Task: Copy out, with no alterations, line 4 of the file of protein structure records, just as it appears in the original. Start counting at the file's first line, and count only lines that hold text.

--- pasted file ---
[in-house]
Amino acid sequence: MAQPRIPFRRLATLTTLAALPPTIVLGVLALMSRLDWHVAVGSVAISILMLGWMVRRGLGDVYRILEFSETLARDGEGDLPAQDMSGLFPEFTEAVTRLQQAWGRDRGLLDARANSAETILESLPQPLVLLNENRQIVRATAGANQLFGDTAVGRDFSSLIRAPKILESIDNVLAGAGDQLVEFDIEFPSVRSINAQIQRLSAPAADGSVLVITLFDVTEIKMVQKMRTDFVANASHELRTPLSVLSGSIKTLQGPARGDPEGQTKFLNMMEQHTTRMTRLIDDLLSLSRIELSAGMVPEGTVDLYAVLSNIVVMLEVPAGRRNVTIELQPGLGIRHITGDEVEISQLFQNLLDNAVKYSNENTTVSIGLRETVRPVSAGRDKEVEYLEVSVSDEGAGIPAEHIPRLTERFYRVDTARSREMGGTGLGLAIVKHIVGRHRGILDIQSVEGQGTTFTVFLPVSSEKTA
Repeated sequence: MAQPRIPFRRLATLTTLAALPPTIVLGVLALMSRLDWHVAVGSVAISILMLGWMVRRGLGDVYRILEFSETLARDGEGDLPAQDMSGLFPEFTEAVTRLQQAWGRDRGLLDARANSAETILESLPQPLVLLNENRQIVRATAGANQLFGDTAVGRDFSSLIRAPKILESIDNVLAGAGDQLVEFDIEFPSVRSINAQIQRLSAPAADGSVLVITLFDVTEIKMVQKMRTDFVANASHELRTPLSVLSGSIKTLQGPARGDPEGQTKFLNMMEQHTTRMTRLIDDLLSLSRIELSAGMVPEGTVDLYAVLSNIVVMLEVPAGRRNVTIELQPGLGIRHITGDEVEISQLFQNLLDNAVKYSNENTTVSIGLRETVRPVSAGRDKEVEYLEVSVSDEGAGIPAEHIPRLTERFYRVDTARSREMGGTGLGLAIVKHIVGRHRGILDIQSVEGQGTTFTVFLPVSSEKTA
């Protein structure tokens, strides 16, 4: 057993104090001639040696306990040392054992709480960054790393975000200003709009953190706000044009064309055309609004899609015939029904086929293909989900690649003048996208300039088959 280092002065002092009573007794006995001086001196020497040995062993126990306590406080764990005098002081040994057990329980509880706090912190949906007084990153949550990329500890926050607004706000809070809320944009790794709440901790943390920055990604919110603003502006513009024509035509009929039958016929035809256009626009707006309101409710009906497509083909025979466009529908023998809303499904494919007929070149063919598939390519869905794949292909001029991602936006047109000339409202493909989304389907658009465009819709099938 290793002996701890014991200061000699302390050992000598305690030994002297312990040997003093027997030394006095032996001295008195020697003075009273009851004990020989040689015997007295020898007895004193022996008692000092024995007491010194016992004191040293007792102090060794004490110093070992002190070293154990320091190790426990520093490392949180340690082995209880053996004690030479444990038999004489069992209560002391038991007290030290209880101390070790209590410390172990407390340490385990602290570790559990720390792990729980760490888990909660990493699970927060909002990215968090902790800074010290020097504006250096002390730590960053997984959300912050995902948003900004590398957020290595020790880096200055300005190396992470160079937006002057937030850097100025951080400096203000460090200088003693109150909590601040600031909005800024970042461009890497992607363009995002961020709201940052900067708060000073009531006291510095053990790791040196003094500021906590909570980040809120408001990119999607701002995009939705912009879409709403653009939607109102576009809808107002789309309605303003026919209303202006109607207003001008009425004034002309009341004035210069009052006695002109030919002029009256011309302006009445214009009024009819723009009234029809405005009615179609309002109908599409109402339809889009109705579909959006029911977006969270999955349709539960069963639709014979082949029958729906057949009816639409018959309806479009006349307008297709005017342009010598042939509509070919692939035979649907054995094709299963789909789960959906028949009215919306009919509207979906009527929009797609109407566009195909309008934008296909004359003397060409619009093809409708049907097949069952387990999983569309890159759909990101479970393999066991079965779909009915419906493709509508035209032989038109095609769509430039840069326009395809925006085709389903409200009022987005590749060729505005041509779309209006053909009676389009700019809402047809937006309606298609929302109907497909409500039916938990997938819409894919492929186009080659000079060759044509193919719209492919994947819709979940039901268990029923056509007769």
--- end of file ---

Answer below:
């Protein structure tokens, strides 16, 4: 057993104090001639040696306990040392054992709480960054790393975000200003709009953190706000044009064309055309609004899609015939029904086929293909989900690649003048996208300039088959 280092002065002092009573007794006995001086001196020497040995062993126990306590406080764990005098002081040994057990329980509880706090912190949906007084990153949550990329500890926050607004706000809070809320944009790794709440901790943390920055990604919110603003502006513009024509035509009929039958016929035809256009626009707006309101409710009906497509083909025979466009529908023998809303499904494919007929070149063919598939390519869905794949292909001029991602936006047109000339409202493909989304389907658009465009819709099938 290793002996701890014991200061000699302390050992000598305690030994002297312990040997003093027997030394006095032996001295008195020697003075009273009851004990020989040689015997007295020898007895004193022996008692000092024995007491010194016992004191040293007792102090060794004490110093070992002190070293154990320091190790426990520093490392949180340690082995209880053996004690030479444990038999004489069992209560002391038991007290030290209880101390070790209590410390172990407390340490385990602290570790559990720390792990729980760490888990909660990493699970927060909002990215968090902790800074010290020097504006250096002390730590960053997984959300912050995902948003900004590398957020290595020790880096200055300005190396992470160079937006002057937030850097100025951080400096203000460090200088003693109150909590601040600031909005800024970042461009890497992607363009995002961020709201940052900067708060000073009531006291510095053990790791040196003094500021906590909570980040809120408001990119999607701002995009939705912009879409709403653009939607109102576009809808107002789309309605303003026919209303202006109607207003001008009425004034002309009341004035210069009052006695002109030919002029009256011309302006009445214009009024009819723009009234029809405005009615179609309002109908599409109402339809889009109705579909959006029911977006969270999955349709539960069963639709014979082949029958729906057949009816639409018959309806479009006349307008297709005017342009010598042939509509070919692939035979649907054995094709299963789909789960959906028949009215919306009919509207979906009527929009797609109407566009195909309008934008296909004359003397060409619009093809409708049907097949069952387990999983569309890159759909990101479970393999066991079965779909009915419906493709509508035209032989038109095609769509430039840069326009395809925006085709389903409200009022987005590749060729505005041509779309209006053909009676389009700019809402047809937006309606298609929302109907497909409500039916938990997938819409894919492929186009080659000079060759044509193919719209492919994947819709979940039901268990029923056509007769």